3.8% Medicare Tax
Now that Obamacare has made it this far, let’s re-visit the tax on house sales. Here is a link to the FAQs from the NAR (hat tip to goaround for the reminder):
Q: So who will be subject to the new tax? When is it effective?
The new 3.8% tax will apply to the “unearned” income of “High Income” taxpayers. The new Medicare tax on unearned income will take effect January 1, 2013. Proceeds from the tax will be allocated to shoring up the Medicare fund.
Q: Who is a “High Income” Taxpayer?
Those whose tax filing status is “single” will be subject to the new unearned income taxes if they have Adjusted Gross Income (AGI) of more than $200,000. Married couples filing a joint return with AGI of more than $250,000 will also be subject to the new tax. (The AGI threshold for married filing separate returns is $125,000.)
Q: What is “unearned” net investment income?
Unearned income is the income that an individual derives from investing his/her capital. It includes capital gains, rents, dividends and interest income. It also comes from some investments in active businesses if the investor is not an active participant in the business. The portion of unearned income that is subject both to income tax and the new Medicare tax is the amount of income derived from these sources, reduced by any expenses associated with earning that income. (Hence the term “net” investment income.)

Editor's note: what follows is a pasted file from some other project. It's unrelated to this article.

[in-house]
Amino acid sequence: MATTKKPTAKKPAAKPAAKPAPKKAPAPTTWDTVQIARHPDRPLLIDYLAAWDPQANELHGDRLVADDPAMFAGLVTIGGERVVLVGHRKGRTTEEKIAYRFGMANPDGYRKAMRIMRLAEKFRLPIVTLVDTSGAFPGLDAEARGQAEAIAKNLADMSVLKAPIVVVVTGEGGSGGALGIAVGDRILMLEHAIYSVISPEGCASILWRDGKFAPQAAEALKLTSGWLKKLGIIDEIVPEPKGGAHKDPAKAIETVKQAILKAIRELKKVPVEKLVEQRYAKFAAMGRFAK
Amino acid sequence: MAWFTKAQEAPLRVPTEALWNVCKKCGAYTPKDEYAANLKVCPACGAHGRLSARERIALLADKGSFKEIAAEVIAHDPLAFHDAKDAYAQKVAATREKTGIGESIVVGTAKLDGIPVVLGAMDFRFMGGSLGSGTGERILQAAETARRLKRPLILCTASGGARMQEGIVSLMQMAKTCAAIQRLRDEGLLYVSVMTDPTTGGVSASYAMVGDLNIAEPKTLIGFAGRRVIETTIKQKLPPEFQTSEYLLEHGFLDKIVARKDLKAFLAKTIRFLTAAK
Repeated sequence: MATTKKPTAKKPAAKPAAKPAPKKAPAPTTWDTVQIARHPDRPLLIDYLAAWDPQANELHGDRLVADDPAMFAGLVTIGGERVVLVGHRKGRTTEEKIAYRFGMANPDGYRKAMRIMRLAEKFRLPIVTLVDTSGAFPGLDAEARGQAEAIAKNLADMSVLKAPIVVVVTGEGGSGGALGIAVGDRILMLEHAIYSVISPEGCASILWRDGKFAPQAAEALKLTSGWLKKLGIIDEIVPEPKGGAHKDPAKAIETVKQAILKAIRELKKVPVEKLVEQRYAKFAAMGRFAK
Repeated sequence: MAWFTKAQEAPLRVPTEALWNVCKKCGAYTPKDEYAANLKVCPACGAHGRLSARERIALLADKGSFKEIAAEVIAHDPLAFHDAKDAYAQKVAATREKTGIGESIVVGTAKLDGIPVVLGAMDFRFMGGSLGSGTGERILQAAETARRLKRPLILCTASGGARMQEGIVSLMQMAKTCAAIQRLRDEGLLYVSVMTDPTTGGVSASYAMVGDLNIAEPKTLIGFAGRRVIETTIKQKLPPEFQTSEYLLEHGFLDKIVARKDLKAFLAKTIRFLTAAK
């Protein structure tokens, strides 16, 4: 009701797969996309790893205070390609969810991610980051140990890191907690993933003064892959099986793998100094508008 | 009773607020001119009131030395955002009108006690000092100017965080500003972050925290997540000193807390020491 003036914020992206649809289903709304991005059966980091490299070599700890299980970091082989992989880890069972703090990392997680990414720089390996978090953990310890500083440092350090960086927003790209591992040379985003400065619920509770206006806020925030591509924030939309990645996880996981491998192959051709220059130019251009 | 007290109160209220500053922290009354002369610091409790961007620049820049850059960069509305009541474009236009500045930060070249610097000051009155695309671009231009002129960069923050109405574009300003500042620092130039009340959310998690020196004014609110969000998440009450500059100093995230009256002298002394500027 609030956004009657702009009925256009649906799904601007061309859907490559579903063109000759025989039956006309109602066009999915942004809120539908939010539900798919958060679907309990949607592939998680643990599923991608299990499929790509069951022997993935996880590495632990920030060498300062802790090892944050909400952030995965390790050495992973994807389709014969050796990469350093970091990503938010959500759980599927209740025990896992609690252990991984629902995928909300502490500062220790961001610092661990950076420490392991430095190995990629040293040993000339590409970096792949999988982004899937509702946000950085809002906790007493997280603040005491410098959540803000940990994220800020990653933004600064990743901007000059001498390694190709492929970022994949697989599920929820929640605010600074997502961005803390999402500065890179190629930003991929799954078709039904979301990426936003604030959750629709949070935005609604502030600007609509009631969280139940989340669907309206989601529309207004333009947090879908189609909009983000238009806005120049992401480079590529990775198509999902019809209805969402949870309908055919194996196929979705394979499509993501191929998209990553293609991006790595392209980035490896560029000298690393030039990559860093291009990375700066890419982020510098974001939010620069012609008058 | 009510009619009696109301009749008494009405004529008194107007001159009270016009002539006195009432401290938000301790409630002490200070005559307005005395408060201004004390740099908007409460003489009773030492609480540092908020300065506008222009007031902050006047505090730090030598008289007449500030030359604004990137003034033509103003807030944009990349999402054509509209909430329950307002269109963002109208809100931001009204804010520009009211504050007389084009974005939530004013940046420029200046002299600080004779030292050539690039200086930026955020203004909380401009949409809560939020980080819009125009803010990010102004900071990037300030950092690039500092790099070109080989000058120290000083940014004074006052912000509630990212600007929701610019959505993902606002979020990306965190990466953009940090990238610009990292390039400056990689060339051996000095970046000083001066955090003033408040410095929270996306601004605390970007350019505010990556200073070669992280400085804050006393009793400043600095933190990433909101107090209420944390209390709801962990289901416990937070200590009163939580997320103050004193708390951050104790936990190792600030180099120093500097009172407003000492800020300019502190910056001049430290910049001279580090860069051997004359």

Q: Give me an example.
If AGI for a single individual is $275,000, then the excess over $200,000 would be $75,000 ($275,000 minus $200,000). Assume that this individual’s net investment income is $60,000. The new 3.8% tax applies to the smaller amount. In this example, $60,000 of net investment income is less than the $75,000 excess over the threshold. Thus, in this example, the 3.8% tax is applied to the $60,000.
If this single individual had AGI if $275,000 and net investment income of $90,000, then the new tax would be imposed on the smaller amount: the $75,000 of excess over $200,000.
Q: Will the 3.8% tax apply to any part of the gain on the sale of a principal residence?
The new Medicare tax would apply only to any gain realized that is more than the $250K/$500K existing primary home exclusion (known as the “taxable gain”), and only if the seller has AGI above the $200K/$250K AGI thresholds.
So, for example, if the taxable gain was $30,000 and a married couple had AGI (which would include the taxable gain) of $180,000, the 3.8% tax would not apply because AGI is less than $250,000. If that same couple had AGI of $290,000, then the application of the 3.8% tax would be subject to the same formula described above. The $30,000 taxable gain on the sale would be less than the $40,000 excess above $250,000 AGI, so the $30,000 gain would be subject to the new 3.8% tax.